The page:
Philonica et Neotestamentica

Home » Conference

Category Archives: Conference

Philo at SBL Annual Meeting, II

In addition to the Philo Seminar sessions mentioned below, there are some other sessions too that should be interesting for a Philo reader. I list them here as they are given in the SBL Program book (Philo lectures in blue):

S19-221 Hellenistic Judaism; Cultic Personnel in the Biblical World; Greco-Roman Religions. Joint Session With: Hellenistic Judaism, Cultic Personnel in the Biblical World, Greco-Roman Religions.
11/19/2018. 1:00 PM to 3:30 PM
Room: Capitol Ballroom 6 (Fourth Level) – Hyatt Regency (HR)

Theme: Making Priests: Intersections of Discourse and Practice in the Hellenistic and Greco-Roman Eastern Mediterranean

Lutz Doering, Westfälische Wilhelms-Universität Münster, Presiding

Jared W. Saltz, Florida College
“Moses Made Arrangements for the Sacrifices That Were Utterly Different from Those of Other Races…” Hecataeus of Abdera’s Portrayal of the Jewish Priesthood in Ptolemaic Egypt (25 min)
Jonathan Trotter, Lewis University
Alexandrian Jews’ Vicarious Participation in the Jerusalem Temple: Philo of Alexandria’s Hieropompoi as Community Representatives and Priests (25 min)
Mary Julia Jett, Saint Francis College
Throw Water at It: Water Purification Entrance Rites during the Greco-Roman Period (25 min)
Wally V. Cirafesi, University of Oslo
The Place of Priests in the Ancient Synagogue (25 min)
Sung Soo Hong, University of Texas at Austin
A Religiopolitical Reconfiguration of the Urban Space: The Functions of the Salutaris Foundation as an Imperial Cult (25 min)

Discussion (25 min)


S19-311 Corpus Hellenisticum Novi Testamenti
11/19/2018 4:00 PM to 6:30 PM
Room: Capitol Ballroom 2 (Fourth Level) – Hyatt Regency

Theme: Atheism in Antiquity

Trevor Thompson, University of Chicago, Presiding

Tim Whitmarsh, University of Cambridge
The Invention of Atheism and the Invention of Religion (30 min)
Paula F. Fredriksen, Hebrew University of Jerusalem
“The Gods of My Unbelief are Magnificent”: Jews, Gods, and Israel’s God in the Early Roman Period (30 min)
J. Albert Harrill, Ohio State University
Atheist Lists as an Organizing Technique in Classical Literary Culture (30 min)
Richard A. Wright, Abilene Christian University
“Out with the Christians, . . . Out with the Epicureans!” Atheism and Constructing the Other in Antiquity (30 min)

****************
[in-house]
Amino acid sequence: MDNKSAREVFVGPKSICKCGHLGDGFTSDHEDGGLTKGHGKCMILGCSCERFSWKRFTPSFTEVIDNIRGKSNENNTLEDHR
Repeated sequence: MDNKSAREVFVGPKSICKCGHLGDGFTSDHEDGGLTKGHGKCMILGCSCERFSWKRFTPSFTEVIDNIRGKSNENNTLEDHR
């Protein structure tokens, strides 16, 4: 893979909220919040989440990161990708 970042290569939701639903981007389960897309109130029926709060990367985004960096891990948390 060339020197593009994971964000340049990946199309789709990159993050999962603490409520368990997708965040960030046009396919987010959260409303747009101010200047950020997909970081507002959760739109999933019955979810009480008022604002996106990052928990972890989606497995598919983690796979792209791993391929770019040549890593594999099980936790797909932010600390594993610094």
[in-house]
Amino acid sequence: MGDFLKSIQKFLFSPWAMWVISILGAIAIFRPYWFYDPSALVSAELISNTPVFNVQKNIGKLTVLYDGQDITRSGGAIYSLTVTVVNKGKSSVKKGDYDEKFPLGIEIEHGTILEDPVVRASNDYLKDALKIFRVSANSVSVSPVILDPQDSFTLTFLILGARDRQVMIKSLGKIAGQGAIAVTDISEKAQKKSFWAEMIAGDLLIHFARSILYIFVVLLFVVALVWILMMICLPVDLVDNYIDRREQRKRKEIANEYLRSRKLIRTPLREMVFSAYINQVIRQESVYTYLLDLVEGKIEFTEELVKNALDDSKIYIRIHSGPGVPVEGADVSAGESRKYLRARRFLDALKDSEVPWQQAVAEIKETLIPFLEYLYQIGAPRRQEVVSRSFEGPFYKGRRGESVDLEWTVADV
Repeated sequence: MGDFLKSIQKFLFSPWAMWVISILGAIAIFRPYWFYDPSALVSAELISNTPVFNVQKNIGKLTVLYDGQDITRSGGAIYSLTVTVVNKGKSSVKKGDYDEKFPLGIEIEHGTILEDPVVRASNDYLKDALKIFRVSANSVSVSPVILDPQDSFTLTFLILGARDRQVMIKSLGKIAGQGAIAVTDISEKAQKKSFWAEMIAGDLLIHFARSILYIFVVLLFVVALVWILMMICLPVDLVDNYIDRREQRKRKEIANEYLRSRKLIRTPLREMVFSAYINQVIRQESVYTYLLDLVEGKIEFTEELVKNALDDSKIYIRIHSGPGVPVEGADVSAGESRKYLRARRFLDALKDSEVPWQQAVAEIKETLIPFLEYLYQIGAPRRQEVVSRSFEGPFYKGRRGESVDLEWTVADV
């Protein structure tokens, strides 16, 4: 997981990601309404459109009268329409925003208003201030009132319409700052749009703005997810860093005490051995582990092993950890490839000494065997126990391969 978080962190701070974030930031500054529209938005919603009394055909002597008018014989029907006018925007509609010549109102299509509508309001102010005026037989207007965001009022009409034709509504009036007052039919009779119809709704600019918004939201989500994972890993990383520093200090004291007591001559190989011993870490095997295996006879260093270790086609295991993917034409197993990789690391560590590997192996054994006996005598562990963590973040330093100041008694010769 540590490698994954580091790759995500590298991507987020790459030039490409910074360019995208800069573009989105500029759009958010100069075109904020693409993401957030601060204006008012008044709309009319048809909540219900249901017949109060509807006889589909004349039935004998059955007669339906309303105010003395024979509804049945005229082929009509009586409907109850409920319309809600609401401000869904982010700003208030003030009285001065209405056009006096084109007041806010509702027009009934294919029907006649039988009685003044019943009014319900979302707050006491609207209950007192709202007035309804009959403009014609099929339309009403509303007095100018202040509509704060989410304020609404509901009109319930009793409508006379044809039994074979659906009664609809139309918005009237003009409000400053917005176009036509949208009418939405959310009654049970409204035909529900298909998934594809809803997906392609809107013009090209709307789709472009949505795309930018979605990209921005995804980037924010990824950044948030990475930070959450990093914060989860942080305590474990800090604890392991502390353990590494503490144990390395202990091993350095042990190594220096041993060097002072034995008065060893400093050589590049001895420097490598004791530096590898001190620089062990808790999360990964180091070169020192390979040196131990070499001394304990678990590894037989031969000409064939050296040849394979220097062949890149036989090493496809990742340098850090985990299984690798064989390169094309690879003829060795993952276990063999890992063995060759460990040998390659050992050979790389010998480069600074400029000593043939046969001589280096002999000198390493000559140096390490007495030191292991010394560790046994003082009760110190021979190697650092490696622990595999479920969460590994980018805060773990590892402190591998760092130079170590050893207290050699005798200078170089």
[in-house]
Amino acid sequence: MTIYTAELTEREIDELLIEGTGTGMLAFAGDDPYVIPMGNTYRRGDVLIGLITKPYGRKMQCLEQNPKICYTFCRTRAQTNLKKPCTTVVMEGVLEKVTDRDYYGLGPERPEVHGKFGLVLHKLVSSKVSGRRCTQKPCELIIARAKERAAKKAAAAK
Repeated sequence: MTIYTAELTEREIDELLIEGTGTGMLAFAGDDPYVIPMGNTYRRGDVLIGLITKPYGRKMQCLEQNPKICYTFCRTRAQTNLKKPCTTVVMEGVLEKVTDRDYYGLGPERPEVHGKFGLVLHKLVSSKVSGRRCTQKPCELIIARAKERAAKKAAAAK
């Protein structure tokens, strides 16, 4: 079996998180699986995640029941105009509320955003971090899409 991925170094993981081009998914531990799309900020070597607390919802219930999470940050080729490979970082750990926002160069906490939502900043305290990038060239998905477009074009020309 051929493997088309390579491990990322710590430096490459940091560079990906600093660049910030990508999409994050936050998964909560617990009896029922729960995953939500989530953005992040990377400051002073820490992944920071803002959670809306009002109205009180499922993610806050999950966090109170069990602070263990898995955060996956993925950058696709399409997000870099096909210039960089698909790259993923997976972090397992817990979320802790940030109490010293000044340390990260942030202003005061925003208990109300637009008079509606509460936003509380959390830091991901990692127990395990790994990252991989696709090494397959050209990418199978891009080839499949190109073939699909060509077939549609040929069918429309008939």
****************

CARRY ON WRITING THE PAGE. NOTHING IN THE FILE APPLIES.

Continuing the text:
Discussion (30 min)


S20-135 Slavery, Resistance, and Freedom
11/20/2018. 9:00 AM to 11:30 AM

Room: 705 (Street Level) – Convention Center (CC)

Kathy Gaca, Vanderbilt University, Presiding (5 min)

David Bosworth, The Catholic University of America
Slavery and Infanticide: The Abandonment of Moses and Ishmael (25 min)
Kenneth Fox, University of Calgary
Philo of Alexandria and Sex with Pretty Little Slave Girls (25 min)
Joseph E. Brito, Concordia University – Université Concordia
Appropriating the Title of “Servant of God” in the Second Century CE: Slavery and Identity in the Acts of Paul and Thecla (25 min)
Chris de Wet, University of South Africa
Slavery in the Life of Euphemia and the Goth (25 min)

Discussion (15 min)


 

Philo at SBL Annual Meeting I

Here is a list over the most important sessions in which there will be presented papers on Philo of Alexandria. In addition to the sessions of the Philo Seminar, there will be presented one or more papers on Philo in several other sessions, some other papers will also deal with him to some extent. It is, however, somewhat difficult to get an overview of all these latter papers, as Philo is often not mentioned in the main headline, or in the abstracts. However, there is still a lot on Philo:

S18-339  Philo of Alexandria
11/18/2018 4:00 PM to 6:45 PM
Room: Mile High Ballroom 4D (Lower Level) – Convention Center (CC)

Theme: Studies on Philo of Alexandria
Seminar papers will be available online later at http://torreys.org/philo_seminar_papers/.

Ronald Cox, Pepperdine University, Presiding